Alternatively, it is possible to compile using the -processorpath option. In this case the classes in the annotation processor is not seen on the classoath so do add the jar file with the VALJOGen annotations on the classpath seperately as shown below.

javac -parameters -cp valjogen-annotations/target/valjogen-annotations-2.0.0.jar -processorpath ../valjogen-processor/target/valjogen-annotationprocessor-2.0.0.jar -Acom.fortyoneconcepts.valjogen.SOURCEPATH=SourceDirForYourCode -s DestinationDirForGeneratedSources -d DestinationDirForOutputClasses

3. Using VALJOGen with Eclipse:

Due to Eclipse bug 382590 VALJOGen can not generated correct code when subclassing a generic interface. Apart from this use case the annotation processor works inside Eclipse if you do the following:

  1. In Eclipse first add valjogen-annotations-2.0.0.jar to the class path.
  2. Open project Properties/Java Compiler/Annoation Processing, enable Annotation processing and add valjogen-annotationprocessor-2.0.0.jar as processor.
  3. Add a key “com.fortyoneconcepts.valjogen.SOURCEPATH” pointing to the source directories for your project.

Bug 382590 in Eclipse was reported in 2012 and has not been fixed yet. If you want VALJOGen and other annotation processors to work perfectly in eclipse then please cast your vote for the bug at Eclipse’s bugzilla.

Using VALJOGen with Eclipse and Maven (CURRENTLY UNTESTED):

  1. Install Eclipse Luna 4.4+
  2. Install Eclipse plugin m2e (from eclipses build-in “Luna” update site)
  3. Install jbosstools’s m2e-apt plugin from (from update site “”)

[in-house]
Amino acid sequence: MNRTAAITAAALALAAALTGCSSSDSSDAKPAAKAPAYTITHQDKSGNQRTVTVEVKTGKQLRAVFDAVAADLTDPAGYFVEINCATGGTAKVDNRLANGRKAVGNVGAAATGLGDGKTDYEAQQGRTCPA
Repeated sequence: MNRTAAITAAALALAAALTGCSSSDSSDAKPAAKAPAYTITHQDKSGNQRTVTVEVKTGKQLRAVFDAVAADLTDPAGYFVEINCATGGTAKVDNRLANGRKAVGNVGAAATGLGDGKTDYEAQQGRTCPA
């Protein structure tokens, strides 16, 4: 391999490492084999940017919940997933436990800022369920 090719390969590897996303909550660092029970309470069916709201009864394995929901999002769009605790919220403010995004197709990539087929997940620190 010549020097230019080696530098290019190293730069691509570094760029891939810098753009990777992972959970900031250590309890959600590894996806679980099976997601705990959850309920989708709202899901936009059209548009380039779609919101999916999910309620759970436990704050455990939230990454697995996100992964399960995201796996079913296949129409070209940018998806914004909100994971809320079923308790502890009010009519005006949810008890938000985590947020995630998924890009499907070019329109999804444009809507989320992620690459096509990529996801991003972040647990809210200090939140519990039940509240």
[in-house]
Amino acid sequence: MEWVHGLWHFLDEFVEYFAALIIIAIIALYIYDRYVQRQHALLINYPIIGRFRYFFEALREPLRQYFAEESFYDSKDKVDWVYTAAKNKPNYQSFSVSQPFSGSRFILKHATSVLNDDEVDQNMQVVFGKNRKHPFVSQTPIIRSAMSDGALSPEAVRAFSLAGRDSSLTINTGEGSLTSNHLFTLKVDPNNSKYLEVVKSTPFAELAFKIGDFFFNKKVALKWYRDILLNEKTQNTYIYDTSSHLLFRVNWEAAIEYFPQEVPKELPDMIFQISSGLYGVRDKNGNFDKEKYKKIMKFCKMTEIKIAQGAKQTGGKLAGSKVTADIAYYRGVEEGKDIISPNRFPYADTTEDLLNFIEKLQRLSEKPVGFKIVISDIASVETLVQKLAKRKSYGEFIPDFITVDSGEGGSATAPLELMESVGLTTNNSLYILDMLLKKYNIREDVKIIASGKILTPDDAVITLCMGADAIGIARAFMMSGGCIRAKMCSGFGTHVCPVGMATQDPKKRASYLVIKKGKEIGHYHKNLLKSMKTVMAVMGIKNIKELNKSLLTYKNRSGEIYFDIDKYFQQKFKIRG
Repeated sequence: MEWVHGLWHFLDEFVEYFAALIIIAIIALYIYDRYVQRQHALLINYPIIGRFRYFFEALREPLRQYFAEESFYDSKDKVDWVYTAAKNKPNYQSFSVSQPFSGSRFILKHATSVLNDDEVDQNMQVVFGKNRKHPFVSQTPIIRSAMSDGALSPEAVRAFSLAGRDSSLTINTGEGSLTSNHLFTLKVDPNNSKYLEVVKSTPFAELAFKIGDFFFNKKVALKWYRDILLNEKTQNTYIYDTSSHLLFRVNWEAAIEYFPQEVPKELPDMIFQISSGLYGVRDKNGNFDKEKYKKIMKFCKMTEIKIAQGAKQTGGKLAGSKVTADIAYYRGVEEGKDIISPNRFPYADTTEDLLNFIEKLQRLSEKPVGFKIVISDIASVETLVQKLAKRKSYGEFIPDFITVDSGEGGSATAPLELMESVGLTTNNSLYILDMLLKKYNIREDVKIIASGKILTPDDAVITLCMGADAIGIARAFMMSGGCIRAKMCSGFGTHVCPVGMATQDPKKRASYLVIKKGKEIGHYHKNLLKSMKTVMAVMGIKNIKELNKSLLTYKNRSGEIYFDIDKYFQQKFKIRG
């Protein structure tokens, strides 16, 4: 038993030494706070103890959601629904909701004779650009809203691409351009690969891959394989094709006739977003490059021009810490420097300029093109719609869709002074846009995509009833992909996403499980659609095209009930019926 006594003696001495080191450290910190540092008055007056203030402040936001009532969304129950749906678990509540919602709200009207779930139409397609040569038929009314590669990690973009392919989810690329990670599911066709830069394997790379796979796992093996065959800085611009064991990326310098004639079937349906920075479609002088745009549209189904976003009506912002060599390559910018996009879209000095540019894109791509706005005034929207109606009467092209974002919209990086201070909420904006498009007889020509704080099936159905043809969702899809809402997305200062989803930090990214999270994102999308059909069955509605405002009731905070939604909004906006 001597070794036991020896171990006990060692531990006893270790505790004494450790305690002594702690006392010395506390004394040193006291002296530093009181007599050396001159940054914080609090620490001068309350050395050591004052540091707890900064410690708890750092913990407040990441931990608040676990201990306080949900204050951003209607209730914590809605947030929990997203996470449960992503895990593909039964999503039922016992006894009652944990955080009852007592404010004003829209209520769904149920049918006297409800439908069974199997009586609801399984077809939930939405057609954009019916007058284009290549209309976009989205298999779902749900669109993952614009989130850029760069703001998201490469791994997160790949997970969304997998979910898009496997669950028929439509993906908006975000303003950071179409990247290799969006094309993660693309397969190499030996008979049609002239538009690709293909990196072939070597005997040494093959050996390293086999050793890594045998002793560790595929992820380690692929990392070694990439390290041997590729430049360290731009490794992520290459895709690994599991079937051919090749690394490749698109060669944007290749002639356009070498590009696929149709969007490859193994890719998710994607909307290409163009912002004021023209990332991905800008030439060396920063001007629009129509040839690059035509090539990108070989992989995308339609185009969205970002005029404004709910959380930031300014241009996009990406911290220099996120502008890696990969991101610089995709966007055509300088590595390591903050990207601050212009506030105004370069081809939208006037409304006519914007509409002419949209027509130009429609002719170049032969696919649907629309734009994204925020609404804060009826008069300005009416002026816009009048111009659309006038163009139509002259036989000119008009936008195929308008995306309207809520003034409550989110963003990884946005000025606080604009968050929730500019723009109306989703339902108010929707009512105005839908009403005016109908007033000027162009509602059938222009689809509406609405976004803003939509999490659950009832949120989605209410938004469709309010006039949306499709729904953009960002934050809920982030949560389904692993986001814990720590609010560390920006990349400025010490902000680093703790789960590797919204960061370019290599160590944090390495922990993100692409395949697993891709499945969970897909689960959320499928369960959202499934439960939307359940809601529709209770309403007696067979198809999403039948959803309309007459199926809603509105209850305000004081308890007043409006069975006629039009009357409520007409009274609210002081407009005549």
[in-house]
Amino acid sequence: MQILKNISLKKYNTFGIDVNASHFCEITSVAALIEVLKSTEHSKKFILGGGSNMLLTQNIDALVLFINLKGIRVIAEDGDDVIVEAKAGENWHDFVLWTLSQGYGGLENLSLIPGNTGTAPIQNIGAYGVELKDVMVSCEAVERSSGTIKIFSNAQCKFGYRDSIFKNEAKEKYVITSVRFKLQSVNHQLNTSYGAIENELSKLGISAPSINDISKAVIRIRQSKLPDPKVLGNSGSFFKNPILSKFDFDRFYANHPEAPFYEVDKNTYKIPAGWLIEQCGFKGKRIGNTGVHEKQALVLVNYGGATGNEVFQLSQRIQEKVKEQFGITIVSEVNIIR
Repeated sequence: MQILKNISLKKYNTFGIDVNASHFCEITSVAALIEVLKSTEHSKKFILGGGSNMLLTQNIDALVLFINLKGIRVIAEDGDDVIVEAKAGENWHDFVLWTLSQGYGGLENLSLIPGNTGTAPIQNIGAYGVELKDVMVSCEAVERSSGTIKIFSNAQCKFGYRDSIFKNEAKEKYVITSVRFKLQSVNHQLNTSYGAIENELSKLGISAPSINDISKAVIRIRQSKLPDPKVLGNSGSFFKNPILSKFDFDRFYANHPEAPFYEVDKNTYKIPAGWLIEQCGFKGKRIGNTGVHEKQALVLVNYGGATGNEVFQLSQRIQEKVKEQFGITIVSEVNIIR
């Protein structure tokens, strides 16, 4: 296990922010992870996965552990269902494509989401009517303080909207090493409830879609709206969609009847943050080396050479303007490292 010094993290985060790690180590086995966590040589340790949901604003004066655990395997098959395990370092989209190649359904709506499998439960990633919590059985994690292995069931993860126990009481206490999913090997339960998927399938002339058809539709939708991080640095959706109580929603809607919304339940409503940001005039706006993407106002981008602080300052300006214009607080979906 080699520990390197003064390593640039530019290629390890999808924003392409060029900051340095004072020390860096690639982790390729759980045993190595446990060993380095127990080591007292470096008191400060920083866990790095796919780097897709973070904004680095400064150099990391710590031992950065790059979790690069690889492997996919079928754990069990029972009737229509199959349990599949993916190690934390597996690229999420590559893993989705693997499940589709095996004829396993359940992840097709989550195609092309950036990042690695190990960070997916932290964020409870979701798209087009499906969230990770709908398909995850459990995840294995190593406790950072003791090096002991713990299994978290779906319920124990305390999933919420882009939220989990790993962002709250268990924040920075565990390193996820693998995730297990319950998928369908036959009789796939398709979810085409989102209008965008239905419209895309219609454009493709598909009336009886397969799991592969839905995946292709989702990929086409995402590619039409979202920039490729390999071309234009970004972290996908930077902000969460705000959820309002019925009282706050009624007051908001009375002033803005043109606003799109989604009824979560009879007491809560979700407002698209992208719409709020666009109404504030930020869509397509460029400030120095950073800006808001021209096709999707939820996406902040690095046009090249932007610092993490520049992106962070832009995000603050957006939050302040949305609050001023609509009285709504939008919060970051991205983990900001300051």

<javac srcdir="${basedir}/src/main/java"
       <compilerarg value="-parameters" />
       <compilerarg value="-Acom.fortyoneconcepts.valjogen.SOURCEPATH=${basedir}/src/main/java"/>

Where basedir is a defined property pointing to the absolute file path of the project.

5. Customizing generated value classes

VALJOGen output can be customized in a number of ways as listed below (in a order of preference):

  1. Use existing options in VALJOGenerate and VALJOConfigure annotations. Alternatively, specify same options in qualified form as -A options to the annotation processor or in a “” file located at the root of your classpath.
  2. Customization by inheritance A: Specify a BaseClass with your custom code in your VALJOConfigure annotation.
  3. Customization by inheritance B: Subclass the generates class(es) and put your custom stuff there (use VALJOConfigure modifier option to make generated class abstract or non final)
  4. Add custom method(s) in a custom template group file specified in your VALJOConfigure annotation. Do this if you need to create dynamic code depending on how the class looks like (exact members, properties, methods etc).
  5. Override the regions defined in the build-in templates. Also using a custom template group file specified in your VALJOConfigure annotation. Do this if you want to make small changes to existing functionality or if you want to insert something special like an innner class etc.
  6. Override existing template methods. Also using a custom template group file specified in your VALJOConfigure annotation. Do this if you want to completely change an existing generated method and it’s regions are not flexible enough.

See VALJOConfigure JavaDocs and the examples for details about custom templates. See also the StringTemplate 4 cheat sheet for syntax and general tips.

6. Support

7. About VALJOGen project internals

See readme in annotaton processor project for some implementation details or look at the source.

The VALJOGen website is generated using nanoc using github flavored markdown files. See site subproject folder for details.